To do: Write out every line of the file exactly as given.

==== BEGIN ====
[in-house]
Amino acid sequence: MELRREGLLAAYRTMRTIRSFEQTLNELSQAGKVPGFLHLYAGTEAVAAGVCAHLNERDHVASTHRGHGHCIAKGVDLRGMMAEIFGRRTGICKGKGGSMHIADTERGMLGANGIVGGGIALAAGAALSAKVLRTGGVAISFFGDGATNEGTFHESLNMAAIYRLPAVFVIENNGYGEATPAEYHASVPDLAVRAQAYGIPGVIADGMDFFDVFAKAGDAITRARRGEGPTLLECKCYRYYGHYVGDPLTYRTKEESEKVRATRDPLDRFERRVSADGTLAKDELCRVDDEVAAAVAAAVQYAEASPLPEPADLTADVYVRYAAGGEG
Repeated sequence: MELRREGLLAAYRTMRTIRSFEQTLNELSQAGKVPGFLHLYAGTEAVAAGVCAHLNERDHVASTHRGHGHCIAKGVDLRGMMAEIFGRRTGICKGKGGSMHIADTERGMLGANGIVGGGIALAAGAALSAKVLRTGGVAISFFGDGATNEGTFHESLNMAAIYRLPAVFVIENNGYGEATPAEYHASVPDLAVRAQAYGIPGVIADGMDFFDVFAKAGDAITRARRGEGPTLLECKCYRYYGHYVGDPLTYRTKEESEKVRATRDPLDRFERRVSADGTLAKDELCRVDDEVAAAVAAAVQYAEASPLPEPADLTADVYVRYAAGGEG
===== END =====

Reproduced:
[in-house]
Amino acid sequence: MELRREGLLAAYRTMRTIRSFEQTLNELSQAGKVPGFLHLYAGTEAVAAGVCAHLNERDHVASTHRGHGHCIAKGVDLRGMMAEIFGRRTGICKGKGGSMHIADTERGMLGANGIVGGGIALAAGAALSAKVLRTGGVAISFFGDGATNEGTFHESLNMAAIYRLPAVFVIENNGYGEATPAEYHASVPDLAVRAQAYGIPGVIADGMDFFDVFAKAGDAITRARRGEGPTLLECKCYRYYGHYVGDPLTYRTKEESEKVRATRDPLDRFERRVSADGTLAKDELCRVDDEVAAAVAAAVQYAEASPLPEPADLTADVYVRYAAGGEG
Repeated sequence: MELRREGLLAAYRTMRTIRSFEQTLNELSQAGKVPGFLHLYAGTEAVAAGVCAHLNERDHVASTHRGHGHCIAKGVDLRGMMAEIFGRRTGICKGKGGSMHIADTERGMLGANGIVGGGIALAAGAALSAKVLRTGGVAISFFGDGATNEGTFHESLNMAAIYRLPAVFVIENNGYGEATPAEYHASVPDLAVRAQAYGIPGVIADGMDFFDVFAKAGDAITRARRGEGPTLLECKCYRYYGHYVGDPLTYRTKEESEKVRATRDPLDRFERRVSADGTLAKDELCRVDDEVAAAVAAAVQYAEASPLPEPADLTADVYVRYAAGGEG